Affirmation, repetition, contagion
By Anandini Padayachee
“They [the masses] must have their illusions at all costs; they turn instinctively, as the insect seeks the light, to the rhetoricians who accord them what they want. No truth, but error has always been the chief factor in the evolution of nations…. The masses have never thirsted after truth. They turn aside from evidence that is not to their taste, preferring to deify error, if error seduces them.” (Gustave Le Bon, 1995: 132).
The advent of ‘modernity’ saw the eradication of the ancien regime with the king being the manifestation of society and the direct link to God, the undermining and overthrow of the clergy followed by the Industrial Revolution caused a reconfiguration of values. The glitter of capitalism, propounded by the material success of the West, has indeed caused social, political and psychological upheavals. Dichotomies that once created order and structure, like the public/private divide, or even gender for that matter have been challenged and mutated.
For centuries man has been growing deluded by wealth and the material, but the disintegration and degeneration of society caused by this materiality is reaching a turning point. The plague of natural disasters, the growing numbers of civil wars, the increase in refugees, the global recession, inabilities of governments to provide basic amenities to the poor and security to nations are signs of the effects of how through the propagation and promulgation of greed and aspiration for material greatness, society greatly suffers. But what goes down must come up at some point. Life is such, the changing of the seasons, the rise and fall of the tide, the rising and setting of the sun, the escalation and contraction of the heart are but mere examples of nature’s course.
From the perpetual rise of social movements people are becoming more aware of the fallacy of nationalisms as a unifying entity and the world is torn asunder by attempts at unity. This reveals that people are hankering for ‘an homogenous’. Religion has been suppressed, and it is now time for it to fight to come up for air, like the proletariat against the repressive order of the bourgeois during the French Revolution. The proletariat for years was a silent, underground movement. Immense planning and preparation ultimately culminated in the overthrow of the King, aristocrats and nobles, and formalized equality became the new unifying mean.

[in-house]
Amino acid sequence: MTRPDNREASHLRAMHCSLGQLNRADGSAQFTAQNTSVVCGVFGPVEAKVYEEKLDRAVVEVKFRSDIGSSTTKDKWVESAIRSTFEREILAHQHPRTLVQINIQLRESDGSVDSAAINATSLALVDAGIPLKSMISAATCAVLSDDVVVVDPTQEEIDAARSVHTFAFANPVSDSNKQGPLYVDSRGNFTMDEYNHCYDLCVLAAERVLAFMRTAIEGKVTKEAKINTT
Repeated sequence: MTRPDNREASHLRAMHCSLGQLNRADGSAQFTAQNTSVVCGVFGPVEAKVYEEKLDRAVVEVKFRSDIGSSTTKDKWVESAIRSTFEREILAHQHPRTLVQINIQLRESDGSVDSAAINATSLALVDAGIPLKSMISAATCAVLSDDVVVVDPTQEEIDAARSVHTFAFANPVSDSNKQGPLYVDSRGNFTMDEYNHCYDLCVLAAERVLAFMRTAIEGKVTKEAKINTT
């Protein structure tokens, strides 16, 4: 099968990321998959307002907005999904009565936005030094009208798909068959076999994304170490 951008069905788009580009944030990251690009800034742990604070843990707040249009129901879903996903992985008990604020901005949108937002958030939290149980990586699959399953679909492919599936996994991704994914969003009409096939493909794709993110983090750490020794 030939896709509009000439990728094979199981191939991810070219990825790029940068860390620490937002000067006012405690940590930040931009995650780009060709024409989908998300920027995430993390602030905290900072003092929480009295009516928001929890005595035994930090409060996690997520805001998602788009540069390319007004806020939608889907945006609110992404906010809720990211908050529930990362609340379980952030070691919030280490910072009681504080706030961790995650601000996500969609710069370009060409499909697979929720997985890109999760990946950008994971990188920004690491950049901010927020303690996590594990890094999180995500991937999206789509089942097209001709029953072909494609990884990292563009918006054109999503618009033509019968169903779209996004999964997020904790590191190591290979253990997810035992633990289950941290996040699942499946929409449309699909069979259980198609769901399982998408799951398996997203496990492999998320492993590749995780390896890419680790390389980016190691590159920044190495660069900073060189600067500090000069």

Srila Prabhupada’s ISKCON is taking such a form. It is a wave that is silently creating tremors the world over. The cumulative effects of simultaneous activities that are attracting growing numbers of people across the world will soon have the effect the French Revolution had. As in France, inequality was abolished, there was the introduction and implementation of democracy and creation of a constitution that all religiously abide by. Likewise, the Krishna Consciousness Movement will strike with such a force that illusory mechanisms will dissipate, and the following of the four regulative principles, chanting of the maha-mantra and obedience to the teachings of the Bhagavad Gita will be the attractive cohesive force. Society will once again exist with Krishna being the locus of all activities. This can be achieved by three processes, instructions of the guru, the importance of chanting and the power of vaishnava association. Or as Gustave Le Bon states in his mass psychology of crowds; affirmation, repetition and contagion.
Unlike the ancien regime wherein the king represented the link between man and God and the clergy were secondary to the king, in a Vaishnava society, the invert is true. The guru/sannyasa is the link between man and God – he occupies the topmost position in society and is the unifying figure. In Krishna Consciousness, the instructions of one’s guru is one’s spiritual life force, (as perfectly depicted by Srila Prabhupada). The guru, leaning and affirming the teaching of previous acharyas and desiring the rapid spread of Krishna Consciousness, instructs His disciple to fulfill a certain order.